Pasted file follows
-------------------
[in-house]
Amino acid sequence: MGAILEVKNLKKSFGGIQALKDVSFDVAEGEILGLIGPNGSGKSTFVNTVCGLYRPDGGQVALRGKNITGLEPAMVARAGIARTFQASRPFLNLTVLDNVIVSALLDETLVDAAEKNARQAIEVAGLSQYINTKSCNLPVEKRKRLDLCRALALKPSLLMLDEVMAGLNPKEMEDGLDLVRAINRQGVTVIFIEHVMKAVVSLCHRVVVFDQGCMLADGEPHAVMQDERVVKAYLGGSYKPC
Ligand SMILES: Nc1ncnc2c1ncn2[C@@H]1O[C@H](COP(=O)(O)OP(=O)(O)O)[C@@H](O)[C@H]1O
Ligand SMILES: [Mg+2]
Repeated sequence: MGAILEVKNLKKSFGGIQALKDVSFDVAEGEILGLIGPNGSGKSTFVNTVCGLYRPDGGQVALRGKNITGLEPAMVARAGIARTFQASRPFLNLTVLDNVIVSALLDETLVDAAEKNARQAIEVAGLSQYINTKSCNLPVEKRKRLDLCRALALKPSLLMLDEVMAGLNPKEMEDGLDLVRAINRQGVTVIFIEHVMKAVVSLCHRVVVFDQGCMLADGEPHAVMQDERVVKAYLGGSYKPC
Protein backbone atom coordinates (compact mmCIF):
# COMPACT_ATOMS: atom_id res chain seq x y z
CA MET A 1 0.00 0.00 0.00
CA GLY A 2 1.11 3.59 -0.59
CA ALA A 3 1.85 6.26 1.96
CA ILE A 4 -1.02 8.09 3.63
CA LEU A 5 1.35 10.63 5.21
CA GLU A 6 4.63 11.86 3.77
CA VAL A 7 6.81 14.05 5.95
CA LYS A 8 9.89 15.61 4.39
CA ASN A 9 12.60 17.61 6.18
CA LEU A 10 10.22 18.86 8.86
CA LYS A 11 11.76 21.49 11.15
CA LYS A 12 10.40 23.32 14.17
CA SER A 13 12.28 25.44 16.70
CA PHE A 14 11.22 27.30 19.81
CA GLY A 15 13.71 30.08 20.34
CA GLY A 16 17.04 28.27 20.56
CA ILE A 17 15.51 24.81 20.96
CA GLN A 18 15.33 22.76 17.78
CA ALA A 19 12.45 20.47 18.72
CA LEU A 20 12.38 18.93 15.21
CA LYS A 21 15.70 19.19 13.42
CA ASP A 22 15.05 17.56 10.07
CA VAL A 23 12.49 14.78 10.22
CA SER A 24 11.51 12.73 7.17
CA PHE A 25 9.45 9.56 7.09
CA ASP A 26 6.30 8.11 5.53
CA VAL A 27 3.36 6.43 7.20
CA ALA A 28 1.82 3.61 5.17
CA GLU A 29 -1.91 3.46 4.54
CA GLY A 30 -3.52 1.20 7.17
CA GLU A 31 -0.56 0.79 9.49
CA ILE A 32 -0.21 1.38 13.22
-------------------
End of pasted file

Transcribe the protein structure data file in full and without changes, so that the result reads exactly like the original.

[in-house]
Amino acid sequence: MGAILEVKNLKKSFGGIQALKDVSFDVAEGEILGLIGPNGSGKSTFVNTVCGLYRPDGGQVALRGKNITGLEPAMVARAGIARTFQASRPFLNLTVLDNVIVSALLDETLVDAAEKNARQAIEVAGLSQYINTKSCNLPVEKRKRLDLCRALALKPSLLMLDEVMAGLNPKEMEDGLDLVRAINRQGVTVIFIEHVMKAVVSLCHRVVVFDQGCMLADGEPHAVMQDERVVKAYLGGSYKPC
Ligand SMILES: Nc1ncnc2c1ncn2[C@@H]1O[C@H](COP(=O)(O)OP(=O)(O)O)[C@@H](O)[C@H]1O
Ligand SMILES: [Mg+2]
Repeated sequence: MGAILEVKNLKKSFGGIQALKDVSFDVAEGEILGLIGPNGSGKSTFVNTVCGLYRPDGGQVALRGKNITGLEPAMVARAGIARTFQASRPFLNLTVLDNVIVSALLDETLVDAAEKNARQAIEVAGLSQYINTKSCNLPVEKRKRLDLCRALALKPSLLMLDEVMAGLNPKEMEDGLDLVRAINRQGVTVIFIEHVMKAVVSLCHRVVVFDQGCMLADGEPHAVMQDERVVKAYLGGSYKPC
Protein backbone atom coordinates (compact mmCIF):
# COMPACT_ATOMS: atom_id res chain seq x y z
CA MET A 1 0.00 0.00 0.00
CA GLY A 2 1.11 3.59 -0.59
CA ALA A 3 1.85 6.26 1.96
CA ILE A 4 -1.02 8.09 3.63
CA LEU A 5 1.35 10.63 5.21
CA GLU A 6 4.63 11.86 3.77
CA VAL A 7 6.81 14.05 5.95
CA LYS A 8 9.89 15.61 4.39
CA ASN A 9 12.60 17.61 6.18
CA LEU A 10 10.22 18.86 8.86
CA LYS A 11 11.76 21.49 11.15
CA LYS A 12 10.40 23.32 14.17
CA SER A 13 12.28 25.44 16.70
CA PHE A 14 11.22 27.30 19.81
CA GLY A 15 13.71 30.08 20.34
CA GLY A 16 17.04 28.27 20.56
CA ILE A 17 15.51 24.81 20.96
CA GLN A 18 15.33 22.76 17.78
CA ALA A 19 12.45 20.47 18.72
CA LEU A 20 12.38 18.93 15.21
CA LYS A 21 15.70 19.19 13.42
CA ASP A 22 15.05 17.56 10.07
CA VAL A 23 12.49 14.78 10.22
CA SER A 24 11.51 12.73 7.17
CA PHE A 25 9.45 9.56 7.09
CA ASP A 26 6.30 8.11 5.53
CA VAL A 27 3.36 6.43 7.20
CA ALA A 28 1.82 3.61 5.17
CA GLU A 29 -1.91 3.46 4.54
CA GLY A 30 -3.52 1.20 7.17
CA GLU A 31 -0.56 0.79 9.49
CA ILE A 32 -0.21 1.38 13.22